When Sheila Malory’s granddaughter starts riding lessons at the local riding school, Sheila is happy to have the excuse to spend time there with her friends who run the place. The affable Charlie Hamilton, former Olympic show jumper and owner of the school, and his wife Josephine seem to have bounced back from previous incurred debts and are living a charmed existence teaching the local children to ride.
But is everything quite as it seems?
When Charlie’s body is found in the stables the inhabitants of Taviscombe are left appalled and disturbed. His death is the first of a succession of unexplained sinister happenings, and with the local police at a loss, it is left to Sheila, at her most persistent, to get to the bottom of the mystery.
This is supposed to be a nice cosy mystery story, told through the eyes of Sheila Malory, who lives in the small town of Taviscombe, England.
A Time to Die is one of a series, and having not read any of the other books, I was instantly confused. This needn’t have been the case but for the appalling first thirty or so pages of this book. All it takes is a few short paragraphs to give the reader a bit of background information, establishing the protagonist and their circumstances. But all there was in this particular cosy, was incessant conversation from a quite a few unintroduced characters, and those characters talking about even more unknown characters, to completely confuse things and leave one re-reading to try and follow what and whom they were talking about. Ugh!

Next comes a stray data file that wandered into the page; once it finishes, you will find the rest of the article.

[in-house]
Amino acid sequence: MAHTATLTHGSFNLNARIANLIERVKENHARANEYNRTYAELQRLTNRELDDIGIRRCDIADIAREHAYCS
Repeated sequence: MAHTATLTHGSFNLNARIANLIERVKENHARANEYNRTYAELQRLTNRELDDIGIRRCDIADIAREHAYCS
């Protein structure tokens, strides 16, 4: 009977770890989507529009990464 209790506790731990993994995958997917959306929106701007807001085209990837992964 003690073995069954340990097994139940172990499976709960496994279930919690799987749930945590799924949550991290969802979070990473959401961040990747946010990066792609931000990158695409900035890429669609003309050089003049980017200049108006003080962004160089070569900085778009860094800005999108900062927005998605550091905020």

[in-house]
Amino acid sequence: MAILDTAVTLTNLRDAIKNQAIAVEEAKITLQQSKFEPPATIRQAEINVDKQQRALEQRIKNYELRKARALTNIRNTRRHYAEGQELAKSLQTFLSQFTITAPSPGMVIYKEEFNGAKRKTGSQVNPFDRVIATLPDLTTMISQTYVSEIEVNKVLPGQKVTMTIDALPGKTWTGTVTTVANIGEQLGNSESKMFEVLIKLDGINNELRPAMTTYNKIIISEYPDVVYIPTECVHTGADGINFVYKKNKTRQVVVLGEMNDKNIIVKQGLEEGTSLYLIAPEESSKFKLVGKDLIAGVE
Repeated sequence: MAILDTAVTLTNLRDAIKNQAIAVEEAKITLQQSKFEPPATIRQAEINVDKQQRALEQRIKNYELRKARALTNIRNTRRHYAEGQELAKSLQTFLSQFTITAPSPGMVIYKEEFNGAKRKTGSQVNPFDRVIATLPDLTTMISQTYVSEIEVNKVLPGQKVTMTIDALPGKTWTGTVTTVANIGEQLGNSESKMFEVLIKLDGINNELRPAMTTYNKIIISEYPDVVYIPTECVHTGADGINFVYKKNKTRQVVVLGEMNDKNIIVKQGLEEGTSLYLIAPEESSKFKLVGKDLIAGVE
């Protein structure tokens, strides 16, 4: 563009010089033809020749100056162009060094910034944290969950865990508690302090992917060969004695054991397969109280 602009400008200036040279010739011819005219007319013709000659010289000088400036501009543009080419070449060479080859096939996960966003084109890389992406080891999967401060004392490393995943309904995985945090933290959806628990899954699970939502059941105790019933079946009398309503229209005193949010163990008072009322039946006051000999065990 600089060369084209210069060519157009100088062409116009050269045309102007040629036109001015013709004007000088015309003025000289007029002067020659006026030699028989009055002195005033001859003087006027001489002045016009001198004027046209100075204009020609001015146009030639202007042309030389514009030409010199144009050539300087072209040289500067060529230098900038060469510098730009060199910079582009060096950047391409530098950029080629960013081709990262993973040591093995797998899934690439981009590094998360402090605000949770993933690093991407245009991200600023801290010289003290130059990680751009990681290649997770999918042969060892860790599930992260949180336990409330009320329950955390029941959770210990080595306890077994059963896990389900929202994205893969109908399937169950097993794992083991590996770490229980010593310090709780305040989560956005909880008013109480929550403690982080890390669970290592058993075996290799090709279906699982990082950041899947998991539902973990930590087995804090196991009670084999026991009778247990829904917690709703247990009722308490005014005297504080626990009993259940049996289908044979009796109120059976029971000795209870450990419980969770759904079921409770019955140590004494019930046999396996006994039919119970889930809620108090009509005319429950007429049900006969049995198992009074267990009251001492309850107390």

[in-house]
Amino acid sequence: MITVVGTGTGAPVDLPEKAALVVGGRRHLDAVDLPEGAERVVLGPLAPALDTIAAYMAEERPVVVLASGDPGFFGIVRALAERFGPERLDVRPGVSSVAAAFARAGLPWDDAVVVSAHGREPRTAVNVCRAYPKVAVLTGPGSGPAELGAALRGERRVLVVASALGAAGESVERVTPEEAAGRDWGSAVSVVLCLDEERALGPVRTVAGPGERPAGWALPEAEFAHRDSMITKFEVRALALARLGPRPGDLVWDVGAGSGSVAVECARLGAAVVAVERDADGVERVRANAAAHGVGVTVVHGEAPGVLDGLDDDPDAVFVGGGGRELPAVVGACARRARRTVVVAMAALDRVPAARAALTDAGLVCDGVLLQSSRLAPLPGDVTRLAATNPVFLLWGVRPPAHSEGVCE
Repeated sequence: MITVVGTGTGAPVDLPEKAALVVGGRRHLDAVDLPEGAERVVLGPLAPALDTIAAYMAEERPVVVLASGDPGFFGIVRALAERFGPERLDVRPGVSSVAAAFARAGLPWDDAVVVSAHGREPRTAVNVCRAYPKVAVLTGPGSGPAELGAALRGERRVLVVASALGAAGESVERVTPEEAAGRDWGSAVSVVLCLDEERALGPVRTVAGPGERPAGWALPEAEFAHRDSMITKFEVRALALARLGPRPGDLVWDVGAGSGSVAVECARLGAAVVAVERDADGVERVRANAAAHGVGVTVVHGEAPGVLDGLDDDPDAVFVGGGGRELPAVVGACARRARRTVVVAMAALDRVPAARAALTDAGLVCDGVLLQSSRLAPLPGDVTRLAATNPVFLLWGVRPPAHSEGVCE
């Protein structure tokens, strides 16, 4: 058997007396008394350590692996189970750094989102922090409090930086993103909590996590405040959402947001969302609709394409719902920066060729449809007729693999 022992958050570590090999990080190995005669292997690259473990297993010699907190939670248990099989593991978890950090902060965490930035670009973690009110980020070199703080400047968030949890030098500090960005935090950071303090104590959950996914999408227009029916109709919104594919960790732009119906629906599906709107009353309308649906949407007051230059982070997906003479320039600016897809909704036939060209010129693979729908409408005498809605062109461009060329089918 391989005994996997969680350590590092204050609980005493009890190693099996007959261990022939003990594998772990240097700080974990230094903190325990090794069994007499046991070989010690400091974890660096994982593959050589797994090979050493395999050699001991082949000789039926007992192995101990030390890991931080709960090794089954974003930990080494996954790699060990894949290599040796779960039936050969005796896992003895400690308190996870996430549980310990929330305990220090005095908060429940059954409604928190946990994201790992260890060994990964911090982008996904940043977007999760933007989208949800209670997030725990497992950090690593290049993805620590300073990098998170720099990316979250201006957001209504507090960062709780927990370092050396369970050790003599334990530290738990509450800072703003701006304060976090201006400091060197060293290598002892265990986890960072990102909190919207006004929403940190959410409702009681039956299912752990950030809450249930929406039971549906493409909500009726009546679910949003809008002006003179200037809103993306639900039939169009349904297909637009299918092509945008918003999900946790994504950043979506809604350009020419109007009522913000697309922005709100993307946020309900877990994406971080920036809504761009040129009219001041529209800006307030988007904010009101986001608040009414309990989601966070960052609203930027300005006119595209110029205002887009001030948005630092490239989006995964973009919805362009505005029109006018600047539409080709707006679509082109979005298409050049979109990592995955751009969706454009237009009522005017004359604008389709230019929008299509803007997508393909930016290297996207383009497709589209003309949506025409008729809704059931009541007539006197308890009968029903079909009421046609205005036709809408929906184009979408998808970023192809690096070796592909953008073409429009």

I kept reading in anticipation of somebody being killed off and the story picking up dramatically. Which it actually did thank goodness. And by the time a second character died, I had actually grasped who was who in this small town and was able to enjoy the story a lot more (no longer having to re-read sections and stop and start).
Something else that bugged me about this book, was that Sheila hardly did any snooping or investigating of her own. She simply seemed to be the trusted person to whom people shared their information with. While that’s quite fine to an extent, I really felt that it was just a bit too convenient that she was privy to so much relevant information regarding the mystery, instead of having to be a lot more pushy and follow her own leads.
Perhaps she did a lot more investigating in other books in the series.
While I found myself enjoying the companionship of Sheila and her best friend Rosemary, the story itself was not particularly gripping, and in terms of a “whodunnit”, very disappointing. The loose ends and unsolved questions were only tied up and answered in the last five pages, hence very anticlimactic, and left my appetite for a murder mystery completely unsatisfied.
Two out of five stars.